No matter what value of rowspan and colspan is given to that
there is no way for there to be no side effect as the cells form a non
rectangular portion of the unstyled table.

The best I can suggest is to change to Rule 7 for CSS 3 Tables, by
adding the portions between the brackets.:

7) If a child T of a 'table-row' element P is not a 'table-cell' element,
an object corresponding to a 'table-cell' element will be generated
between P and T.  [If the child T has associated with it rowspan
and colspan information, this object contains only this child, and
the object shall have the same spanning information as the child.
Otherwise,] this object spans all consecutive siblings of T that are
 not 'table-cell' elements [which do not have associated spanning

With this change, the specifying of display upon a table cell
element to something other than 'table-cell' will not affect the
presentation of cells such as the "row 2.col???" cell.  It would
appear in the same row 2, col 2 position that it would without

However, even without such a change, I would make the
argument that if selectors such as :column(an+b) were to
be supported, it will need to be done in a way so that the column
referred to would not be affected by the setting of CSS properties.
This implies that if it were to be extended so as to be able to serve
for a generic table, that instead of having anonymous table-cells
span multiple children, they should only span a single child
(including possibly anonymous inline boxes so that:

<e style="display:table-row">Text<f/>Text</e>

would have three table=cells instead of one or three depending upon
how the <f/> element was styled and that it must be the responsibility
of the document language to specify which elements, it any, had a
rowspan or colspan other than 1.

Then to use  the list from Ian's blog, I think you would be able to know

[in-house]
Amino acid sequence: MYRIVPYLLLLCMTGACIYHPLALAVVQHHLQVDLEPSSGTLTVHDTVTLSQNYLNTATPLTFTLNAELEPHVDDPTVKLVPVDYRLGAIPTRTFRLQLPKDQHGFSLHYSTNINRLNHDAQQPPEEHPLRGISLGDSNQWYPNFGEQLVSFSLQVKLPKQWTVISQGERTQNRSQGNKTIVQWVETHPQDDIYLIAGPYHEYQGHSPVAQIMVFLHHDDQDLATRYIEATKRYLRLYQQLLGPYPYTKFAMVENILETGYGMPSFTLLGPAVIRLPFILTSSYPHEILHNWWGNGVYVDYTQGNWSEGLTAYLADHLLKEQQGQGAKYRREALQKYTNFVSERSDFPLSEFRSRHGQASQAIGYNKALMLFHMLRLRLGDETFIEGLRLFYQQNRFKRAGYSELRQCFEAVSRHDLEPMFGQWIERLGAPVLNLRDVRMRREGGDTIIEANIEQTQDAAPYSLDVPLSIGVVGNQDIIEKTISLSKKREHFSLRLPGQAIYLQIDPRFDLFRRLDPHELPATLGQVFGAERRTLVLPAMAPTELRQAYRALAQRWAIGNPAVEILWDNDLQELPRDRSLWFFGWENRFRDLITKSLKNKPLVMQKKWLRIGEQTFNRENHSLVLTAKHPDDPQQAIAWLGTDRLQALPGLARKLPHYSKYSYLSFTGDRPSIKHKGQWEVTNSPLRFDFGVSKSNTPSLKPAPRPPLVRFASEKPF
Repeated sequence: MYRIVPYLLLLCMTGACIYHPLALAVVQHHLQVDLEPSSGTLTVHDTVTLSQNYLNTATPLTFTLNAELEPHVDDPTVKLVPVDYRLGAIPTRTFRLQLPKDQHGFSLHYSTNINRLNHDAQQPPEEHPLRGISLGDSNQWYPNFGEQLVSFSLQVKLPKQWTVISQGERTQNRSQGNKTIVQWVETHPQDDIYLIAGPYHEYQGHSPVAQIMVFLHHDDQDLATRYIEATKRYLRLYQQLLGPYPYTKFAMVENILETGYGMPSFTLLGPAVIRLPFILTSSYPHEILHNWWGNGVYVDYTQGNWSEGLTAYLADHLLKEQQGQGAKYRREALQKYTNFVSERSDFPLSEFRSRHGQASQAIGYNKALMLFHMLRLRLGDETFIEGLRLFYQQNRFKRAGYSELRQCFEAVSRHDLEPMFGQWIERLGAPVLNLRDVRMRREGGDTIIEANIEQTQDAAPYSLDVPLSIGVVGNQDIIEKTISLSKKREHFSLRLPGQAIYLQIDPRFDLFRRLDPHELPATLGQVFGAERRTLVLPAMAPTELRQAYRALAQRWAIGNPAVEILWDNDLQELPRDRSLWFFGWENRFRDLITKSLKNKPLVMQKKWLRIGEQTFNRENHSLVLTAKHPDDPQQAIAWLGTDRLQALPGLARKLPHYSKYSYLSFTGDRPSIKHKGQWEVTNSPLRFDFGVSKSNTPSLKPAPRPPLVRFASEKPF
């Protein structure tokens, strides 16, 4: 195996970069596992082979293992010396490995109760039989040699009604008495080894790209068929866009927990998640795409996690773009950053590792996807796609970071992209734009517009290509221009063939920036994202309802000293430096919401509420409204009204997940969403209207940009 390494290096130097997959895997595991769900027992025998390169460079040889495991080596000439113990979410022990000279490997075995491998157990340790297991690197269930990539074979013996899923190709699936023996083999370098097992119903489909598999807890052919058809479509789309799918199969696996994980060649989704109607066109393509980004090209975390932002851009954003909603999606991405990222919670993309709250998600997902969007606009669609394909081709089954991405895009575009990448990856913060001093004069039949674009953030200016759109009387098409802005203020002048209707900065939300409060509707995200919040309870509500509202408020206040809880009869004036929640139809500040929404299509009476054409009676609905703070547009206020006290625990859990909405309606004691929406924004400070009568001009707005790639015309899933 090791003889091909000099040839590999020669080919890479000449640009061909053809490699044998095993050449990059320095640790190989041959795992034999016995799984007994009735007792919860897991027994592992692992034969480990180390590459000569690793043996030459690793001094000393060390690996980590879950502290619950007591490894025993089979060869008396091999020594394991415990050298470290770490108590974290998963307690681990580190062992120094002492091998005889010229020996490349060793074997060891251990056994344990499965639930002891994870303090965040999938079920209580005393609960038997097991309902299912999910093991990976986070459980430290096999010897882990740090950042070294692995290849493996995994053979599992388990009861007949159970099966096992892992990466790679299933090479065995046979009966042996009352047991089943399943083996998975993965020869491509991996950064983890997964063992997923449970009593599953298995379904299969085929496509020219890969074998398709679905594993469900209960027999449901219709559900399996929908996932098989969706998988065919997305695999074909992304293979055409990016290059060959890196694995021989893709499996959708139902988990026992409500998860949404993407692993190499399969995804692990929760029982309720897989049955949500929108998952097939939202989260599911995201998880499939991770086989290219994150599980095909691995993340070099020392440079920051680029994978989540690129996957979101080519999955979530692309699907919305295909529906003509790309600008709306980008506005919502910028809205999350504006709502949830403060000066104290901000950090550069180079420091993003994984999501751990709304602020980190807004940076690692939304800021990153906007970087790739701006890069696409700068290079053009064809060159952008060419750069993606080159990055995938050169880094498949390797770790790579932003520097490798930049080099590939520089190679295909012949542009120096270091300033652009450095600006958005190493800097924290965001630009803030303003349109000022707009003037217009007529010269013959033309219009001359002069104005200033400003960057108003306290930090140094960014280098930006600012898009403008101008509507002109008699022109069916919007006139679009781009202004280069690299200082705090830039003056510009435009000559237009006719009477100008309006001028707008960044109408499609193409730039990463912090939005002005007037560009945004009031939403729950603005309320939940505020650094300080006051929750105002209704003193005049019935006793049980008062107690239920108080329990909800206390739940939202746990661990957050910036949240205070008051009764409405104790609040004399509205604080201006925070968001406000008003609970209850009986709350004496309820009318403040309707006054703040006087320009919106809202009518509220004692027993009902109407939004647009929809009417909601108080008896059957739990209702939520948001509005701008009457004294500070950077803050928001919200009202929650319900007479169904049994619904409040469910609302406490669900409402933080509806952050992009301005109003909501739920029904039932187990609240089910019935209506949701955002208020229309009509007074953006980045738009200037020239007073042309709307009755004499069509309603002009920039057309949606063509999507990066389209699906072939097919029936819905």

which column an element belongs to at Stage 2 instead of Stage 3

It requires two small changes in the rules that will not be noticed by
anyone using the default styling of (X)HTML nor by anyone who
does not use styling dependent upon the generation of anonymous
table objects. Only those pages dependent upon the generation of
anonymous table-cell objects will be affected and that doesn't bother
me very much if columns can finally be addressed by CSS.

>  > but for table models like the one used by HTML,
> > I fail to see the impossibility.
> For a CSS browser (as the current crop of browsers are) the 
> impossibility is very real....
> > Whether this possibility is a desirability is a separate question
> > and perhaps the blog entry will point out why such an approach
> > would be undesirable.
> No, the blog entry in fact begs for people to come up with a decent way 
> of supporting this, after listing the technical reasons why it's not 
> supported at the moment.

Well I've given a way, altho it does require a small change be made from
CSS2 to CSS3 table handling.
Received on Friday, 12 December 2003 18:26:16 UTC

This archive was generated by hypermail 2.3.1 : Monday, 2 May 2016 14:27:10 UTC